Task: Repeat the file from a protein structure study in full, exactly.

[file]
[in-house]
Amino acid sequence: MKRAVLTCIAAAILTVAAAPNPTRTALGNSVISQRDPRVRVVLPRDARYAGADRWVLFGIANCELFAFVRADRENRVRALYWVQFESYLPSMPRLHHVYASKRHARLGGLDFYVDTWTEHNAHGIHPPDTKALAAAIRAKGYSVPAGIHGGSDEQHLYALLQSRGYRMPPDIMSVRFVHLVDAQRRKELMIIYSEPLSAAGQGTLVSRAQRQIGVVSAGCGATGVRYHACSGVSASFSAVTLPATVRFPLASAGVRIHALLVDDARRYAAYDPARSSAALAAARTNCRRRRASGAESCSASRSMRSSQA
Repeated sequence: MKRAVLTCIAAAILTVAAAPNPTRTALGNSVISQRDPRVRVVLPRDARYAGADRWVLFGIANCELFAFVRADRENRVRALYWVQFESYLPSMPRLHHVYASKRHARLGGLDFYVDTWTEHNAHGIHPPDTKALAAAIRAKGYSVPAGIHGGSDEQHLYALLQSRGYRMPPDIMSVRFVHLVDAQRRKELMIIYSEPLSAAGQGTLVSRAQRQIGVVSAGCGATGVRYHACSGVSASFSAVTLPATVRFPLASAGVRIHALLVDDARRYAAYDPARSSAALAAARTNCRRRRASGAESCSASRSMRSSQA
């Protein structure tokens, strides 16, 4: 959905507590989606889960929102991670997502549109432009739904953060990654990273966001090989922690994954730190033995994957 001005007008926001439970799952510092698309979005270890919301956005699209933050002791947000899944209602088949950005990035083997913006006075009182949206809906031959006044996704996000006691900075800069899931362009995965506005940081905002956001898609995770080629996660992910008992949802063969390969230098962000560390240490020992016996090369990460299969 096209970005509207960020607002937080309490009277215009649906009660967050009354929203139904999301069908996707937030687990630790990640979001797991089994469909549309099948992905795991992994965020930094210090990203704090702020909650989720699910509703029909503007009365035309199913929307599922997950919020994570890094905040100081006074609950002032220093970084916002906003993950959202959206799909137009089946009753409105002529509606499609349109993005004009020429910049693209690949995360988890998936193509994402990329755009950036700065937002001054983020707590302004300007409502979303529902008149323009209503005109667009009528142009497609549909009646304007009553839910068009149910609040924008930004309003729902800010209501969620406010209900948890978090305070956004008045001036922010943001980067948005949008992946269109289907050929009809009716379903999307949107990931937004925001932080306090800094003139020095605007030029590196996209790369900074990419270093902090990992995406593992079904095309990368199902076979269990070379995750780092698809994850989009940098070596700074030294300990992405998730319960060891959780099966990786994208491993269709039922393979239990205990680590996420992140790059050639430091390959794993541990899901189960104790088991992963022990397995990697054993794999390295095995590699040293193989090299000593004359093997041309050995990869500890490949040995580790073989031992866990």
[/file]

[in-house]
Amino acid sequence: MKRAVLTCIAAAILTVAAAPNPTRTALGNSVISQRDPRVRVVLPRDARYAGADRWVLFGIANCELFAFVRADRENRVRALYWVQFESYLPSMPRLHHVYASKRHARLGGLDFYVDTWTEHNAHGIHPPDTKALAAAIRAKGYSVPAGIHGGSDEQHLYALLQSRGYRMPPDIMSVRFVHLVDAQRRKELMIIYSEPLSAAGQGTLVSRAQRQIGVVSAGCGATGVRYHACSGVSASFSAVTLPATVRFPLASAGVRIHALLVDDARRYAAYDPARSSAALAAARTNCRRRRASGAESCSASRSMRSSQA
Repeated sequence: MKRAVLTCIAAAILTVAAAPNPTRTALGNSVISQRDPRVRVVLPRDARYAGADRWVLFGIANCELFAFVRADRENRVRALYWVQFESYLPSMPRLHHVYASKRHARLGGLDFYVDTWTEHNAHGIHPPDTKALAAAIRAKGYSVPAGIHGGSDEQHLYALLQSRGYRMPPDIMSVRFVHLVDAQRRKELMIIYSEPLSAAGQGTLVSRAQRQIGVVSAGCGATGVRYHACSGVSASFSAVTLPATVRFPLASAGVRIHALLVDDARRYAAYDPARSSAALAAARTNCRRRRASGAESCSASRSMRSSQA
């Protein structure tokens, strides 16, 4: 959905507590989606889960929102991670997502549109432009739904953060990654990273966001090989922690994954730190033995994957 001005007008926001439970799952510092698309979005270890919301956005699209933050002791947000899944209602088949950005990035083997913006006075009182949206809906031959006044996704996000006691900075800069899931362009995965506005940081905002956001898609995770080629996660992910008992949802063969390969230098962000560390240490020992016996090369990460299969 096209970005509207960020607002937080309490009277215009649906009660967050009354929203139904999301069908996707937030687990630790990640979001797991089994469909549309099948992905795991992994965020930094210090990203704090702020909650989720699910509703029909503007009365035309199913929307599922997950919020994570890094905040100081006074609950002032220093970084916002906003993950959202959206799909137009089946009753409105002529509606499609349109993005004009020429910049693209690949995360988890998936193509994402990329755009950036700065937002001054983020707590302004300007409502979303529902008149323009209503005109667009009528142009497609549909009646304007009553839910068009149910609040924008930004309003729902800010209501969620406010209900948890978090305070956004008045001036922010943001980067948005949008992946269109289907050929009809009716379903999307949107990931937004925001932080306090800094003139020095605007030029590196996209790369900074990419270093902090990992995406593992079904095309990368199902076979269990070379995750780092698809994850989009940098070596700074030294300990992405998730319960060891959780099966990786994208491993269709039922393979239990205990680590996420992140790059050639430091390959794993541990899901189960104790088991992963022990397995990697054993794999390295095995590699040293193989090299000593004359093997041309050995990869500890490949040995580790073989031992866990």